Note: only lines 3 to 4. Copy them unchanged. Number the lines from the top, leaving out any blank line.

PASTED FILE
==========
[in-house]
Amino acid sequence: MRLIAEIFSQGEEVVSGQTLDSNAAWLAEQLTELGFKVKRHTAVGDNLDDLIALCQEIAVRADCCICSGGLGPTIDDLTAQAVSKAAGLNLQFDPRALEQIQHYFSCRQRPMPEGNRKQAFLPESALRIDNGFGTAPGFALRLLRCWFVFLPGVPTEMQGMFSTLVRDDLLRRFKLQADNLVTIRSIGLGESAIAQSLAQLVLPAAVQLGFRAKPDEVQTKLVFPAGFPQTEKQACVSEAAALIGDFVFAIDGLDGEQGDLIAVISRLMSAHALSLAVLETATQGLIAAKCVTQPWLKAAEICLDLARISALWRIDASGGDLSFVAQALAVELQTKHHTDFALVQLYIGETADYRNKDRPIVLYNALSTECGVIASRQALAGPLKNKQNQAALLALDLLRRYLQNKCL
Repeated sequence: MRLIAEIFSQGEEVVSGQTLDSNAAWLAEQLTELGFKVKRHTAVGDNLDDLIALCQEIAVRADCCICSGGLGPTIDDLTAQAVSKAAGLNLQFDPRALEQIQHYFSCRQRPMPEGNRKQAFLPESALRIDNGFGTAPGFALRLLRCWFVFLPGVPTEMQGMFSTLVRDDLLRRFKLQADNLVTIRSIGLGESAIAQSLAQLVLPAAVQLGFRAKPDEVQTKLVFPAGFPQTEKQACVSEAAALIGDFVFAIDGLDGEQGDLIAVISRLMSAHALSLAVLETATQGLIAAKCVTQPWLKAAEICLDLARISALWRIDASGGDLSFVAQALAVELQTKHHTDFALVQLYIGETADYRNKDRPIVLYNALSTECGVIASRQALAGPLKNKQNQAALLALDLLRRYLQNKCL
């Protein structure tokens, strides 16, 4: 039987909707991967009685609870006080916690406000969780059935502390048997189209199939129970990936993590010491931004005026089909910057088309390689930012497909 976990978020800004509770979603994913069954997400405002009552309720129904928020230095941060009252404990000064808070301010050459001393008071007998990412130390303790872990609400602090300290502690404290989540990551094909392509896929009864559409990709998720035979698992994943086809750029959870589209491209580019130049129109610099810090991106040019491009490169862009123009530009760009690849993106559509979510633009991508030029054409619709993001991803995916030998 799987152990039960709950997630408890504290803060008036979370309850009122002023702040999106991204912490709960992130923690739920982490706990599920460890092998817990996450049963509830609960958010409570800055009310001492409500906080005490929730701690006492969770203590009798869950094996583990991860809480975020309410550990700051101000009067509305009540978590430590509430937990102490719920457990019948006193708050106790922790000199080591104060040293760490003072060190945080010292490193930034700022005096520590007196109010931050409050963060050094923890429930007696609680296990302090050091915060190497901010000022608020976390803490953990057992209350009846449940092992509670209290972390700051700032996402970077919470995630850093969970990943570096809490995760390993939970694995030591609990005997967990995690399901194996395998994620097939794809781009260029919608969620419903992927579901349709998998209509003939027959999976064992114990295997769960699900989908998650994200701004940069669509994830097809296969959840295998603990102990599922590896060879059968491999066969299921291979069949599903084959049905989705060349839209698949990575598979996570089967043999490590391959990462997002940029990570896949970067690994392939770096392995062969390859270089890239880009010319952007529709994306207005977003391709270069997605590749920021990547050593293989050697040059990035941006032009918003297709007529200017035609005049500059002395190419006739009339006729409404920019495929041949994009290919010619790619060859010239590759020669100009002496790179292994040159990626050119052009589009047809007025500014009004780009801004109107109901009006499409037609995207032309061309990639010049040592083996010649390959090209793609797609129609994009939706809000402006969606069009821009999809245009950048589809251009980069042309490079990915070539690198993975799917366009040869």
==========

Repeated sequence: MRLIAEIFSQGEEVVSGQTLDSNAAWLAEQLTELGFKVKRHTAVGDNLDDLIALCQEIAVRADCCICSGGLGPTIDDLTAQAVSKAAGLNLQFDPRALEQIQHYFSCRQRPMPEGNRKQAFLPESALRIDNGFGTAPGFALRLLRCWFVFLPGVPTEMQGMFSTLVRDDLLRRFKLQADNLVTIRSIGLGESAIAQSLAQLVLPAAVQLGFRAKPDEVQTKLVFPAGFPQTEKQACVSEAAALIGDFVFAIDGLDGEQGDLIAVISRLMSAHALSLAVLETATQGLIAAKCVTQPWLKAAEICLDLARISALWRIDASGGDLSFVAQALAVELQTKHHTDFALVQLYIGETADYRNKDRPIVLYNALSTECGVIASRQALAGPLKNKQNQAALLALDLLRRYLQNKCL
């Protein structure tokens, strides 16, 4: 039987909707991967009685609870006080916690406000969780059935502390048997189209199939129970990936993590010491931004005026089909910057088309390689930012497909 976990978020800004509770979603994913069954997400405002009552309720129904928020230095941060009252404990000064808070301010050459001393008071007998990412130390303790872990609400602090300290502690404290989540990551094909392509896929009864559409990709998720035979698992994943086809750029959870589209491209580019130049129109610099810090991106040019491009490169862009123009530009760009690849993106559509979510633009991508030029054409619709993001991803995916030998 799987152990039960709950997630408890504290803060008036979370309850009122002023702040999106991204912490709960992130923690739920982490706990599920460890092998817990996450049963509830609960958010409570800055009310001492409500906080005490929730701690006492969770203590009798869950094996583990991860809480975020309410550990700051101000009067509305009540978590430590509430937990102490719920457990019948006193708050106790922790000199080591104060040293760490003072060190945080010292490193930034700022005096520590007196109010931050409050963060050094923890429930007696609680296990302090050091915060190497901010000022608020976390803490953990057992209350009846449940092992509670209290972390700051700032996402970077919470995630850093969970990943570096809490995760390993939970694995030591609990005997967990995690399901194996395998994620097939794809781009260029919608969620419903992927579901349709998998209509003939027959999976064992114990295997769960699900989908998650994200701004940069669509994830097809296969959840295998603990102990599922590896060879059968491999066969299921291979069949599903084959049905989705060349839209698949990575598979996570089967043999490590391959990462997002940029990570896949970067690994392939770096392995062969390859270089890239880009010319952007529709994306207005977003391709270069997605590749920021990547050593293989050697040059990035941006032009918003297709007529200017035609005049500059002395190419006739009339006729409404920019495929041949994009290919010619790619060859010239590759020669100009002496790179292994040159990626050119052009589009047809007025500014009004780009801004109107109901009006499409037609995207032309061309990639010049040592083996010649390959090209793609797609129609994009939706809000402006969606069009821009999809245009950048589809251009980069042309490079990915070539690198993975799917366009040869």